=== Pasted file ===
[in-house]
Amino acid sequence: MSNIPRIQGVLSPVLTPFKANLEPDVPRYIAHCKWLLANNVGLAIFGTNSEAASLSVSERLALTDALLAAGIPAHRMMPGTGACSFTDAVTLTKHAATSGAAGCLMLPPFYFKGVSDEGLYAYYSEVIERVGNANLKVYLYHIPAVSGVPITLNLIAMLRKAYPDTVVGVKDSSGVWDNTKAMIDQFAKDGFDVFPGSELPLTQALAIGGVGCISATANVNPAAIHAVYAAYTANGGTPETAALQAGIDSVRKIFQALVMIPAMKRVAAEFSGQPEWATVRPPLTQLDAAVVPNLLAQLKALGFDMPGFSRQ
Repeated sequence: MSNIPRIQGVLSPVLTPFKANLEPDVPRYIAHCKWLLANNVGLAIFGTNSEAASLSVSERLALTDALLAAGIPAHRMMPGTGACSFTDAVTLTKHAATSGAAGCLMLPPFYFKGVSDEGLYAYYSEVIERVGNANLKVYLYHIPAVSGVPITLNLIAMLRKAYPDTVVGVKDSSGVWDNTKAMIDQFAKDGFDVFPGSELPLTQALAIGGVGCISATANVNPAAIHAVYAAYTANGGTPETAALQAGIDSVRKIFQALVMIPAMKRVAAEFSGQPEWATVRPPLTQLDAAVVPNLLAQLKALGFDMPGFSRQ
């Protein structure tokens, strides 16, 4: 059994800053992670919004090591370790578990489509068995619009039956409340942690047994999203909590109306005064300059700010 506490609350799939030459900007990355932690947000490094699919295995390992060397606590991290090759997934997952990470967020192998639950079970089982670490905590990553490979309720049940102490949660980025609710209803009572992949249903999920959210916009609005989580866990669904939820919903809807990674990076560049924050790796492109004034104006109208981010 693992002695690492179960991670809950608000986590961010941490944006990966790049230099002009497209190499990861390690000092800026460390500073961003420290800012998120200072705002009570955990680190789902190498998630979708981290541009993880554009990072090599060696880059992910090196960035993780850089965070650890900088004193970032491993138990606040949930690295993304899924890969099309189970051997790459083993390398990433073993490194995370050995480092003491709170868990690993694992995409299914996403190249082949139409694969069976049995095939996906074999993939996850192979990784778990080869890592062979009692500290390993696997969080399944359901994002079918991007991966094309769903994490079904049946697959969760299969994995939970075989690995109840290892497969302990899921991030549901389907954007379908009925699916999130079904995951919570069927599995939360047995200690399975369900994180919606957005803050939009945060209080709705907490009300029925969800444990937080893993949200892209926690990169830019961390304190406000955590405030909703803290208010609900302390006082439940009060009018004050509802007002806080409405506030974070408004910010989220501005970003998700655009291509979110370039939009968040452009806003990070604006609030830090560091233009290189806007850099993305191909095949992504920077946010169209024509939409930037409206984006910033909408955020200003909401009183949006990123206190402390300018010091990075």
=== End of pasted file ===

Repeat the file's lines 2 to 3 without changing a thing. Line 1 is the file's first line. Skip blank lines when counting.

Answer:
Amino acid sequence: MSNIPRIQGVLSPVLTPFKANLEPDVPRYIAHCKWLLANNVGLAIFGTNSEAASLSVSERLALTDALLAAGIPAHRMMPGTGACSFTDAVTLTKHAATSGAAGCLMLPPFYFKGVSDEGLYAYYSEVIERVGNANLKVYLYHIPAVSGVPITLNLIAMLRKAYPDTVVGVKDSSGVWDNTKAMIDQFAKDGFDVFPGSELPLTQALAIGGVGCISATANVNPAAIHAVYAAYTANGGTPETAALQAGIDSVRKIFQALVMIPAMKRVAAEFSGQPEWATVRPPLTQLDAAVVPNLLAQLKALGFDMPGFSRQ
Repeated sequence: MSNIPRIQGVLSPVLTPFKANLEPDVPRYIAHCKWLLANNVGLAIFGTNSEAASLSVSERLALTDALLAAGIPAHRMMPGTGACSFTDAVTLTKHAATSGAAGCLMLPPFYFKGVSDEGLYAYYSEVIERVGNANLKVYLYHIPAVSGVPITLNLIAMLRKAYPDTVVGVKDSSGVWDNTKAMIDQFAKDGFDVFPGSELPLTQALAIGGVGCISATANVNPAAIHAVYAAYTANGGTPETAALQAGIDSVRKIFQALVMIPAMKRVAAEFSGQPEWATVRPPLTQLDAAVVPNLLAQLKALGFDMPGFSRQ